HUGH HEWITT (HOST): Chuck Todd and I discussed it yesterday on NBC, and you are often on Meet the Press as I am with Chuck. And we have a fundamental disagreement that I don't think the media is doing the country a good service by failing to present the arguments against this trial and the way it's proceeding. The number one of which — victims ought never to be jurors, and observers on the scene ought not to be analysts, because they are emotionally involved in that. Do you think that's gone commented on? I don't even know how a juror sits in this right now.
MATT CONTINETTI (RESIDENT FELLOW, AMERICAN ENTERPRISE INSTITUTE): Yeah, and I think you can look at some of the Republicans and see how that even they are disturbed by what they're doing. Unfortunately, when the trial is taking place the scene of the crime — the mob targeted the elected officials of the United States while they were performing their constitutional duty — there's no way, I think, of getting out of that situation.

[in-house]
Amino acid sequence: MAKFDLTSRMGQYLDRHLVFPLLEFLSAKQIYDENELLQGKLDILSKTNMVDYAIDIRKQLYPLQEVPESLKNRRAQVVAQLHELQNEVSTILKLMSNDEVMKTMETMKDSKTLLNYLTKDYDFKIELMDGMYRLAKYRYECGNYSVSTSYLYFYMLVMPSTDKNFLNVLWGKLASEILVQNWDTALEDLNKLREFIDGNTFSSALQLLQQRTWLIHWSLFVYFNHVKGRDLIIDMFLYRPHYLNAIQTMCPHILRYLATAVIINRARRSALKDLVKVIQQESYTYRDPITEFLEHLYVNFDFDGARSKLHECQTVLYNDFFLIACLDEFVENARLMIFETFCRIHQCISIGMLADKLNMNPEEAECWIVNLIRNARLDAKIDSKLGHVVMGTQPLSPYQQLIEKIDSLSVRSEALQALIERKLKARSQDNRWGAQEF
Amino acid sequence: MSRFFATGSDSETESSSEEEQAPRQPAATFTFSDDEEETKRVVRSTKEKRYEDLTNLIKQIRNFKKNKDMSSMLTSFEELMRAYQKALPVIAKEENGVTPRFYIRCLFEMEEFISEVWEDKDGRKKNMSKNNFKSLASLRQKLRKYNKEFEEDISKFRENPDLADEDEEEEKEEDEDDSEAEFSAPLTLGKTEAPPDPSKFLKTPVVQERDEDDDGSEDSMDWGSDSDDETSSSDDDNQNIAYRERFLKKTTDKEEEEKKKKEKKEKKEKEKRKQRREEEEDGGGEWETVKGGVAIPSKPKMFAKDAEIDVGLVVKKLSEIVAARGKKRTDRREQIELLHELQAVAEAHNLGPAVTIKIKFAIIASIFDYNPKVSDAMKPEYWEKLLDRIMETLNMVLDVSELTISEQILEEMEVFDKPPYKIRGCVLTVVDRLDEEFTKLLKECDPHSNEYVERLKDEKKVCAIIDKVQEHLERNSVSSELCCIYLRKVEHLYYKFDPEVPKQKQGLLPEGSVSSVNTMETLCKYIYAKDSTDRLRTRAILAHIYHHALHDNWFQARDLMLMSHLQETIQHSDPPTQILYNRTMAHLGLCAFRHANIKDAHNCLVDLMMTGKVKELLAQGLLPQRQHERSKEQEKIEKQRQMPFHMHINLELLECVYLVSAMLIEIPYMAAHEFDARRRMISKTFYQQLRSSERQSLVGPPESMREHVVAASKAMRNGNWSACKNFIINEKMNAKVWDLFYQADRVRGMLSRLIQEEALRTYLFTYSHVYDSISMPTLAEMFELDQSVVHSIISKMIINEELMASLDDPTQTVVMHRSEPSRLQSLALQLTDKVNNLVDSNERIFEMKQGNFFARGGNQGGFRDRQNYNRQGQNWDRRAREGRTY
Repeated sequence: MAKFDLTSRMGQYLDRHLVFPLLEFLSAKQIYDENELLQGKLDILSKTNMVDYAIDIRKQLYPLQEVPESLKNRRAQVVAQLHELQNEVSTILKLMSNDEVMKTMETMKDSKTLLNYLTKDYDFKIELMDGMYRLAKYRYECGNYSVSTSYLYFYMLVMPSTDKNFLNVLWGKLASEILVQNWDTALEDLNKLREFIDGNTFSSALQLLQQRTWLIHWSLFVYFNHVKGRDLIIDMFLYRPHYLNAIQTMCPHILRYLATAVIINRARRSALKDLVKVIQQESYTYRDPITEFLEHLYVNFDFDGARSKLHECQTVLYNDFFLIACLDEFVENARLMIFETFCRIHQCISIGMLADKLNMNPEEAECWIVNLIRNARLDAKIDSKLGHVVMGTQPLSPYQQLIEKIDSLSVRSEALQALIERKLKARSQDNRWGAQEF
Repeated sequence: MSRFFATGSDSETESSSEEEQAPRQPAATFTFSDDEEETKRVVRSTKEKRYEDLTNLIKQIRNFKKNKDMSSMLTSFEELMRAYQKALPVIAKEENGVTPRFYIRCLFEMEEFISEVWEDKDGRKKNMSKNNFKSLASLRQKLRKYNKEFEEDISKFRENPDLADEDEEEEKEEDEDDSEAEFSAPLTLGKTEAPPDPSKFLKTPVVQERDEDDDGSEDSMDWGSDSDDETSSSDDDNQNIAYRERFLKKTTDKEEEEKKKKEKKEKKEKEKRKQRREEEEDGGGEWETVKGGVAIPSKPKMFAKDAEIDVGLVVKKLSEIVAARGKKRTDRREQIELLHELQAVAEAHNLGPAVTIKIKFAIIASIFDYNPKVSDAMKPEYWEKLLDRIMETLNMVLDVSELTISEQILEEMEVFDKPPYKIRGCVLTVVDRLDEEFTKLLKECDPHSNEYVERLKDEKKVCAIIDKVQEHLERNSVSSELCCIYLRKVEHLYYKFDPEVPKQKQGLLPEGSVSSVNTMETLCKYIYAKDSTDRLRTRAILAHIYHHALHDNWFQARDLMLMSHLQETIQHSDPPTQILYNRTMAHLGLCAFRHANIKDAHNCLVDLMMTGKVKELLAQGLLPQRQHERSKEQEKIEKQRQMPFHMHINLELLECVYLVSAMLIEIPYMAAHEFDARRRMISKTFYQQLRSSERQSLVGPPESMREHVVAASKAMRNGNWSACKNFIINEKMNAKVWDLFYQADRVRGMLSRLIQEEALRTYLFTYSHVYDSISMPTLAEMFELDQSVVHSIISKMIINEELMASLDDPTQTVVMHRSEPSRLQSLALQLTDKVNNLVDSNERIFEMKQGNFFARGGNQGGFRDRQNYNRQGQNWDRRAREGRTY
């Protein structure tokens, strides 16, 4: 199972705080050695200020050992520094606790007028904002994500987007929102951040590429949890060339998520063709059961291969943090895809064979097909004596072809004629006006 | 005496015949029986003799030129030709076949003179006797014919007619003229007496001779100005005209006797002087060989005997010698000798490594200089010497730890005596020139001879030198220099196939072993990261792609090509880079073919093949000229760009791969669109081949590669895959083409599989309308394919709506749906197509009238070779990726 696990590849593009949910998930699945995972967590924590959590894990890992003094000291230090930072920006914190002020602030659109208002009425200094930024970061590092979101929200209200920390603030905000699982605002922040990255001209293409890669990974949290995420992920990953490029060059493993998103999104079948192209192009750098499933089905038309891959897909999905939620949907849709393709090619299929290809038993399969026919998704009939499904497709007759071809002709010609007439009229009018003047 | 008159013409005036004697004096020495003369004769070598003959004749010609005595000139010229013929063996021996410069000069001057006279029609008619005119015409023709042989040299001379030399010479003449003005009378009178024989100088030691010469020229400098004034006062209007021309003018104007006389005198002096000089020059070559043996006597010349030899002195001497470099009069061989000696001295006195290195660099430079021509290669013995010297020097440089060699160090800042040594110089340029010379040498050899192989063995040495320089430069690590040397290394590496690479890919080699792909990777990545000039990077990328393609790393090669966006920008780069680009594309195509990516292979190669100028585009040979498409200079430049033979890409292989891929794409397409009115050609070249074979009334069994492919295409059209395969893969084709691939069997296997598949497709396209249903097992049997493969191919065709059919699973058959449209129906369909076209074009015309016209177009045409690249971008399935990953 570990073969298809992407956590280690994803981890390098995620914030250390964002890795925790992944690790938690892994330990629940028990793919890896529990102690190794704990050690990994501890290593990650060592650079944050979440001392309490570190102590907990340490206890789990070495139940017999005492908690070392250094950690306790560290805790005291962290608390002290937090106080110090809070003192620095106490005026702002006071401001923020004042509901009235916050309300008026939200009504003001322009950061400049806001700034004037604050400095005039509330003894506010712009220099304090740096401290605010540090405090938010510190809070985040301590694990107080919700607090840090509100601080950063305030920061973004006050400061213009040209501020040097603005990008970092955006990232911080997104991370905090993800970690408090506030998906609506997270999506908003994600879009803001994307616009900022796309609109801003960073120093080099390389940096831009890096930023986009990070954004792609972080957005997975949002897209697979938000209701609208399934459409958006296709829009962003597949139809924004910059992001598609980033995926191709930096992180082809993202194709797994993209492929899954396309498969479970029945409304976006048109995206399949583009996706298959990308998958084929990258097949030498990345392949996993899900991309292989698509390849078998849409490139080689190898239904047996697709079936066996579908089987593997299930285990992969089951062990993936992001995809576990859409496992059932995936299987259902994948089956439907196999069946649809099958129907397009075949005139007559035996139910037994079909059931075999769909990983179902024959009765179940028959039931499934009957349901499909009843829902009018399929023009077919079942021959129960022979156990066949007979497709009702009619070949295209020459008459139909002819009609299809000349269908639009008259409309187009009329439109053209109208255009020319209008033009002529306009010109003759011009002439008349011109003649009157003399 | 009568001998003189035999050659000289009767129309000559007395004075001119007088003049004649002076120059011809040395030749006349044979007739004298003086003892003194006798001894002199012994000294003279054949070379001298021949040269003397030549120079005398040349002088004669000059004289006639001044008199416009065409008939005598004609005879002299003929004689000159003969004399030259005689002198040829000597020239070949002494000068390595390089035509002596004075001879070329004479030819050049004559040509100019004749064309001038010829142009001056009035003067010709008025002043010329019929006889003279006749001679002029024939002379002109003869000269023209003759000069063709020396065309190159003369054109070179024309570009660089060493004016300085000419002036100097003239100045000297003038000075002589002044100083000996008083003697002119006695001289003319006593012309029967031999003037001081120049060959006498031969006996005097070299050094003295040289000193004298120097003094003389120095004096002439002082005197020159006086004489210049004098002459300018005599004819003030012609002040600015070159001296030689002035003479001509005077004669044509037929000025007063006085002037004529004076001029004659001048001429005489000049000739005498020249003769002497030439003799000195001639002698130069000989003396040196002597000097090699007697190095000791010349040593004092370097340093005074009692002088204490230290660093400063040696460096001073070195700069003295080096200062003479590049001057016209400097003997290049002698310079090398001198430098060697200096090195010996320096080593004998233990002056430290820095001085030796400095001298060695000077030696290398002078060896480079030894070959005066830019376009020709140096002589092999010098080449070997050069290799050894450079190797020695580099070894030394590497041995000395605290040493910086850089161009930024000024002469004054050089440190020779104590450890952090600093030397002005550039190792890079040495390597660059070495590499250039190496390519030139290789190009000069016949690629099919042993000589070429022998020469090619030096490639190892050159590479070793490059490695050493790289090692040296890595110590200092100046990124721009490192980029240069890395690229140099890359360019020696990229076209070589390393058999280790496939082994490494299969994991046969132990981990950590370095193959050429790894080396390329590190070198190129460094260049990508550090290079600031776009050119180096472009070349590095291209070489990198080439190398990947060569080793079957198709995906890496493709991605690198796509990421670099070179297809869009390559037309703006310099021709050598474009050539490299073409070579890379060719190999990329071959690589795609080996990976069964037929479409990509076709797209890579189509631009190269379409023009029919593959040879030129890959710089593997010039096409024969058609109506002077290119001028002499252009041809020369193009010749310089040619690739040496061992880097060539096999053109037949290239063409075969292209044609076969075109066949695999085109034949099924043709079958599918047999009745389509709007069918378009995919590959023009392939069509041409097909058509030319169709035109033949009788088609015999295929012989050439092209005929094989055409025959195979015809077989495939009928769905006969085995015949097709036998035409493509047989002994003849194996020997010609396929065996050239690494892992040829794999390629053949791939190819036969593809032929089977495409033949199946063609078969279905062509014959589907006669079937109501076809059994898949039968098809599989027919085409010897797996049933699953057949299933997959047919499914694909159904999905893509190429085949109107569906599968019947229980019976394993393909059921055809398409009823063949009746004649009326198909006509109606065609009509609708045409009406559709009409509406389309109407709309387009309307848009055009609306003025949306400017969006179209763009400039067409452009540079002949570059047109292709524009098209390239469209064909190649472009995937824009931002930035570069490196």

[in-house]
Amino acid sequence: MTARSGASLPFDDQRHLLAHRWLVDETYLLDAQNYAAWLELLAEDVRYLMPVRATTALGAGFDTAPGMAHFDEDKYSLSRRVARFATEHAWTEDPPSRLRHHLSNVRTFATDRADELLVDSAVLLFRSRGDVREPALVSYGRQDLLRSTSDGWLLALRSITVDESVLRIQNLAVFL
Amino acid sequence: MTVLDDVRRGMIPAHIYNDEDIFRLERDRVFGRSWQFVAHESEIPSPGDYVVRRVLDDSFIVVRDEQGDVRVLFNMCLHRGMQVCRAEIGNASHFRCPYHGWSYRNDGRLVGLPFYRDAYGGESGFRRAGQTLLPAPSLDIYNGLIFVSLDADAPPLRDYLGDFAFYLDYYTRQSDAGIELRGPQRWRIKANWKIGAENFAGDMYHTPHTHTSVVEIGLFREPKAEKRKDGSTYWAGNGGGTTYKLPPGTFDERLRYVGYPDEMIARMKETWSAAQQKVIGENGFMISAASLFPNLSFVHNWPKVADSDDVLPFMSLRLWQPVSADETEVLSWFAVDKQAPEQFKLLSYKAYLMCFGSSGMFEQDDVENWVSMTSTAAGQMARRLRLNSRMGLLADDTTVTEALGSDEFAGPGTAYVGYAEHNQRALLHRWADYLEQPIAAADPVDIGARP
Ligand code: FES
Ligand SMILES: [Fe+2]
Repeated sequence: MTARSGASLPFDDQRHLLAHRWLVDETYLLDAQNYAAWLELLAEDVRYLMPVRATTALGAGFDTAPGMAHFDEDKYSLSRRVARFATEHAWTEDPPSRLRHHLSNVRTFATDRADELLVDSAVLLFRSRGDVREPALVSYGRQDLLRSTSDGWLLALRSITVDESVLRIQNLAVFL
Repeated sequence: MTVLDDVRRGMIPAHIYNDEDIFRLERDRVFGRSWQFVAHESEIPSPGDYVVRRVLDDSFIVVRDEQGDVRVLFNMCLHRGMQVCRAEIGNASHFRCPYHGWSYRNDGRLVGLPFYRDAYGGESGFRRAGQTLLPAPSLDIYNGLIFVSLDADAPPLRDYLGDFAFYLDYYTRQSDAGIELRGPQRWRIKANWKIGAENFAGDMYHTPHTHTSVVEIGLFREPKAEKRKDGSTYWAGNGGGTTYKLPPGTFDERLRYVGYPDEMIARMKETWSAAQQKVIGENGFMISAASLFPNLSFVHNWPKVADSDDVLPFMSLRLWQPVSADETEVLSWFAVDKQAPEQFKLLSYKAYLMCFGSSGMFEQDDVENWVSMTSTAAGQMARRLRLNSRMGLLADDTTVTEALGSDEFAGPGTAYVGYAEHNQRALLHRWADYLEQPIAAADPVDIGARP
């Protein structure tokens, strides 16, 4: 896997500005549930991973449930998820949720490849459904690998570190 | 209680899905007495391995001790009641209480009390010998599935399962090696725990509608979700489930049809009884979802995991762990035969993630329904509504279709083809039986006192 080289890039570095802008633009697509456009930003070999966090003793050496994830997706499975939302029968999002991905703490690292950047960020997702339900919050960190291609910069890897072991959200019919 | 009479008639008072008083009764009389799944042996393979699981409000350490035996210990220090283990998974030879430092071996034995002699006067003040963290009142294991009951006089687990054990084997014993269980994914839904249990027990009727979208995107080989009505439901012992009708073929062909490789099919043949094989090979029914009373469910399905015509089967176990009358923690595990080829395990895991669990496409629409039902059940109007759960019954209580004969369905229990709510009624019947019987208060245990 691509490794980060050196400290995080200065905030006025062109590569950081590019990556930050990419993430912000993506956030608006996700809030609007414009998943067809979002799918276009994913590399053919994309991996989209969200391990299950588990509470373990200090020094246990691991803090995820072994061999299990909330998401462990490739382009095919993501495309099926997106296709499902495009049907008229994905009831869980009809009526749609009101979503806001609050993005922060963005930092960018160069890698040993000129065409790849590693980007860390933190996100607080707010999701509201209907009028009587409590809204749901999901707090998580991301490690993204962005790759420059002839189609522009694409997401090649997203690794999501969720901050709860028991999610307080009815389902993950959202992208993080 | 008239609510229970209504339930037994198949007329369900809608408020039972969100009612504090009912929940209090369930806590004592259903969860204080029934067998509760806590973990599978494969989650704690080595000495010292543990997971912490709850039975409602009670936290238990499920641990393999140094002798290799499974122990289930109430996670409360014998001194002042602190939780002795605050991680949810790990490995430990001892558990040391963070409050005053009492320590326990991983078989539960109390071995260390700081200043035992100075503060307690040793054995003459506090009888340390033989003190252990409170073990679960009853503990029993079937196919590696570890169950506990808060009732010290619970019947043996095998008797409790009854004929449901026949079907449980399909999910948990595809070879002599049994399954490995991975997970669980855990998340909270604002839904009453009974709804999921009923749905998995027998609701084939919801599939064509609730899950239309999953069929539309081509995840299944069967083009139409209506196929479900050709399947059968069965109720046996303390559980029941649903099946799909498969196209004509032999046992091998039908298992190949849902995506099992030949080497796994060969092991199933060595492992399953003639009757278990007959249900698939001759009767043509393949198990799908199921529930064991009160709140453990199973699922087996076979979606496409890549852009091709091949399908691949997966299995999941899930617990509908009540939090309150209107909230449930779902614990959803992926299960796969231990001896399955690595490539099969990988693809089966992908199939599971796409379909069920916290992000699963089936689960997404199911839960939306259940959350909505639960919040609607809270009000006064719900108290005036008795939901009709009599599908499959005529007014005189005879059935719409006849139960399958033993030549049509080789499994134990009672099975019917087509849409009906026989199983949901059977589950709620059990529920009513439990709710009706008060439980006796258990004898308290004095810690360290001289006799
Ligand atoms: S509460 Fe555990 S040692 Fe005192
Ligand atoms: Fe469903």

HEWITT: There is, a motion of censure would have done so. Or a decision to allow prosecution for incitement to the DC authorities, which would be constitutional. There were alternatives to what is, I think a damaging process.